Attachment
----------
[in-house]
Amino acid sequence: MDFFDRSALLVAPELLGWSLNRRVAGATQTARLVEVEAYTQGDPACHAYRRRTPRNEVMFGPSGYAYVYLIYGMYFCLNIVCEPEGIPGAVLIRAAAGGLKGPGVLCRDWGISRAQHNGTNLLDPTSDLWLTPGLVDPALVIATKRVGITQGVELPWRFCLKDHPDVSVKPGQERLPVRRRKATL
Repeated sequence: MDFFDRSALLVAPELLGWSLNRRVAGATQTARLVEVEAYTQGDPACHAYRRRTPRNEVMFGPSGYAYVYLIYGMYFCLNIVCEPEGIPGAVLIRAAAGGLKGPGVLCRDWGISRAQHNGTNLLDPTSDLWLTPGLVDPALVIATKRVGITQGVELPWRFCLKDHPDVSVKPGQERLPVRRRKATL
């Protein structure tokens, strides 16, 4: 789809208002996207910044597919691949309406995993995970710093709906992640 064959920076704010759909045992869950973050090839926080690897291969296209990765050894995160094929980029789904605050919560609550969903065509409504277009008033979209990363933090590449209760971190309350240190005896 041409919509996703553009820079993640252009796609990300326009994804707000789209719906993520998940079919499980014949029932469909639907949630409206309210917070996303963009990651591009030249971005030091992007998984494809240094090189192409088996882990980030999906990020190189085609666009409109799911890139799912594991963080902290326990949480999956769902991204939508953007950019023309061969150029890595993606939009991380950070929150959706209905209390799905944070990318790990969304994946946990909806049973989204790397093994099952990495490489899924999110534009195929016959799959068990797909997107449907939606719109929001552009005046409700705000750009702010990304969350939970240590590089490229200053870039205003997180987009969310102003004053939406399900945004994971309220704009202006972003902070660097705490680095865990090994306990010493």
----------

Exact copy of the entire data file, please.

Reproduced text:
[in-house]
Amino acid sequence: MDFFDRSALLVAPELLGWSLNRRVAGATQTARLVEVEAYTQGDPACHAYRRRTPRNEVMFGPSGYAYVYLIYGMYFCLNIVCEPEGIPGAVLIRAAAGGLKGPGVLCRDWGISRAQHNGTNLLDPTSDLWLTPGLVDPALVIATKRVGITQGVELPWRFCLKDHPDVSVKPGQERLPVRRRKATL
Repeated sequence: MDFFDRSALLVAPELLGWSLNRRVAGATQTARLVEVEAYTQGDPACHAYRRRTPRNEVMFGPSGYAYVYLIYGMYFCLNIVCEPEGIPGAVLIRAAAGGLKGPGVLCRDWGISRAQHNGTNLLDPTSDLWLTPGLVDPALVIATKRVGITQGVELPWRFCLKDHPDVSVKPGQERLPVRRRKATL
């Protein structure tokens, strides 16, 4: 789809208002996207910044597919691949309406995993995970710093709906992640 064959920076704010759909045992869950973050090839926080690897291969296209990765050894995160094929980029789904605050919560609550969903065509409504277009008033979209990363933090590449209760971190309350240190005896 041409919509996703553009820079993640252009796609990300326009994804707000789209719906993520998940079919499980014949029932469909639907949630409206309210917070996303963009990651591009030249971005030091992007998984494809240094090189192409088996882990980030999906990020190189085609666009409109799911890139799912594991963080902290326990949480999956769902991204939508953007950019023309061969150029890595993606939009991380950070929150959706209905209390799905944070990318790990969304994946946990909806049973989204790397093994099952990495490489899924999110534009195929016959799959068990797909997107449907939606719109929001552009005046409700705000750009702010990304969350939970240590590089490229200053870039205003997180987009969310102003004053939406399900945004994971309220704009202006972003902070660097705490680095865990090994306990010493």